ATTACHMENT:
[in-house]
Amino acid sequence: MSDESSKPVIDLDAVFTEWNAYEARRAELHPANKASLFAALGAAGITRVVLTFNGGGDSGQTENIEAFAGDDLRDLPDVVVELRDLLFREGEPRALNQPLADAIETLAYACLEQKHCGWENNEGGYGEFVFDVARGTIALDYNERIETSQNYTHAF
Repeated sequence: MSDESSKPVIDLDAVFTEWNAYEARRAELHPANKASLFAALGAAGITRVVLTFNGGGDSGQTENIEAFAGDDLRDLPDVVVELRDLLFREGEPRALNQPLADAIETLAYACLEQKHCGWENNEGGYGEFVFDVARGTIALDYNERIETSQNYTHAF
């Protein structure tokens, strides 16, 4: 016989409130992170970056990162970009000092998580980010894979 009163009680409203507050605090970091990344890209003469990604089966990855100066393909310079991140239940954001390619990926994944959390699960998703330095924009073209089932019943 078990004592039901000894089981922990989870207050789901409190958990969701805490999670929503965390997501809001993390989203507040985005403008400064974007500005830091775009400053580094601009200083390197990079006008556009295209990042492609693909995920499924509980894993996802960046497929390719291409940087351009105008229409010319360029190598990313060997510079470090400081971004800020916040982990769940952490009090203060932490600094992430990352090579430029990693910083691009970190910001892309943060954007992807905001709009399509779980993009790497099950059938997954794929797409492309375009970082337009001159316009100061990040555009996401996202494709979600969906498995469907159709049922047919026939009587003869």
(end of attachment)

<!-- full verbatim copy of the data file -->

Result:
[in-house]
Amino acid sequence: MSDESSKPVIDLDAVFTEWNAYEARRAELHPANKASLFAALGAAGITRVVLTFNGGGDSGQTENIEAFAGDDLRDLPDVVVELRDLLFREGEPRALNQPLADAIETLAYACLEQKHCGWENNEGGYGEFVFDVARGTIALDYNERIETSQNYTHAF
Repeated sequence: MSDESSKPVIDLDAVFTEWNAYEARRAELHPANKASLFAALGAAGITRVVLTFNGGGDSGQTENIEAFAGDDLRDLPDVVVELRDLLFREGEPRALNQPLADAIETLAYACLEQKHCGWENNEGGYGEFVFDVARGTIALDYNERIETSQNYTHAF
């Protein structure tokens, strides 16, 4: 016989409130992170970056990162970009000092998580980010894979 009163009680409203507050605090970091990344890209003469990604089966990855100066393909310079991140239940954001390619990926994944959390699960998703330095924009073209089932019943 078990004592039901000894089981922990989870207050789901409190958990969701805490999670929503965390997501809001993390989203507040985005403008400064974007500005830091775009400053580094601009200083390197990079006008556009295209990042492609693909995920499924509980894993996802960046497929390719291409940087351009105008229409010319360029190598990313060997510079470090400081971004800020916040982990769940952490009090203060932490600094992430990352090579430029990693910083691009970190910001892309943060954007992807905001709009399509779980993009790497099950059938997954794929797409492309375009970082337009001159316009100061990040555009996401996202494709979600969906498995469907159709049922047919026939009587003869």